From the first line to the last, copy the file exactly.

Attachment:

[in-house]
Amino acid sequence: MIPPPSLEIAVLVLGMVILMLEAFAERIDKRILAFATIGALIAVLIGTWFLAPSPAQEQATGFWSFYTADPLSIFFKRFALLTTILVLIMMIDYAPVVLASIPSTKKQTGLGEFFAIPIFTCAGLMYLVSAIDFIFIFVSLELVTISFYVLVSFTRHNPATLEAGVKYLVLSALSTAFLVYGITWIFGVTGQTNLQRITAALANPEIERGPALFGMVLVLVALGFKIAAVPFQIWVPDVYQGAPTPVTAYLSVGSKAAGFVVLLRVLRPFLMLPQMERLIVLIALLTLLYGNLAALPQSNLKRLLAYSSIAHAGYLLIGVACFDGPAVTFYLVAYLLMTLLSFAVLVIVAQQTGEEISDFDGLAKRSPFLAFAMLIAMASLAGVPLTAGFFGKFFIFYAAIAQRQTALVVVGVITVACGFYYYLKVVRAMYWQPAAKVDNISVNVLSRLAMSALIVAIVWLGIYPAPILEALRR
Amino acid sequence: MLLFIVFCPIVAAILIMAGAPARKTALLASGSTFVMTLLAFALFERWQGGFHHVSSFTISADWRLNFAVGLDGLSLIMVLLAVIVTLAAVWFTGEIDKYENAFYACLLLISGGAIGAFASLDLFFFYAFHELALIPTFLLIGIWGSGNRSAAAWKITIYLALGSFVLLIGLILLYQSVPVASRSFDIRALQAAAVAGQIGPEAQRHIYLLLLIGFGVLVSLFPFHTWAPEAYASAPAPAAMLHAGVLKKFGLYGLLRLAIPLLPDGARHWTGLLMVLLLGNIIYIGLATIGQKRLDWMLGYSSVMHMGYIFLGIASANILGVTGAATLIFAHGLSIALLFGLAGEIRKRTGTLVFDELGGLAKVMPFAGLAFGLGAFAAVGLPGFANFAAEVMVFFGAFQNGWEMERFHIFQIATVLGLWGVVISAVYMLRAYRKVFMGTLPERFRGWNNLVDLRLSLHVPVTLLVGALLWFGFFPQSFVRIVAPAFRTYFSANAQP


[in-house]
Amino acid sequence: MIPPPSLEIAVLVLGMVILMLEAFAERIDKRILAFATIGALIAVLIGTWFLAPSPAQEQATGFWSFYTADPLSIFFKRFALLTTILVLIMMIDYAPVVLASIPSTKKQTGLGEFFAIPIFTCAGLMYLVSAIDFIFIFVSLELVTISFYVLVSFTRHNPATLEAGVKYLVLSALSTAFLVYGITWIFGVTGQTNLQRITAALANPEIERGPALFGMVLVLVALGFKIAAVPFQIWVPDVYQGAPTPVTAYLSVGSKAAGFVVLLRVLRPFLMLPQMERLIVLIALLTLLYGNLAALPQSNLKRLLAYSSIAHAGYLLIGVACFDGPAVTFYLVAYLLMTLLSFAVLVIVAQQTGEEISDFDGLAKRSPFLAFAMLIAMASLAGVPLTAGFFGKFFIFYAAIAQRQTALVVVGVITVACGFYYYLKVVRAMYWQPAAKVDNISVNVLSRLAMSALIVAIVWLGIYPAPILEALRR
Amino acid sequence: MLLFIVFCPIVAAILIMAGAPARKTALLASGSTFVMTLLAFALFERWQGGFHHVSSFTISADWRLNFAVGLDGLSLIMVLLAVIVTLAAVWFTGEIDKYENAFYACLLLISGGAIGAFASLDLFFFYAFHELALIPTFLLIGIWGSGNRSAAAWKITIYLALGSFVLLIGLILLYQSVPVASRSFDIRALQAAAVAGQIGPEAQRHIYLLLLIGFGVLVSLFPFHTWAPEAYASAPAPAAMLHAGVLKKFGLYGLLRLAIPLLPDGARHWTGLLMVLLLGNIIYIGLATIGQKRLDWMLGYSSVMHMGYIFLGIASANILGVTGAATLIFAHGLSIALLFGLAGEIRKRTGTLVFDELGGLAKVMPFAGLAFGLGAFAAVGLPGFANFAAEVMVFFGAFQNGWEMERFHIFQIATVLGLWGVVISAVYMLRAYRKVFMGTLPERFRGWNNLVDLRLSLHVPVTLLVGALLWFGFFPQSFVRIVAPAFRTYFSANAQP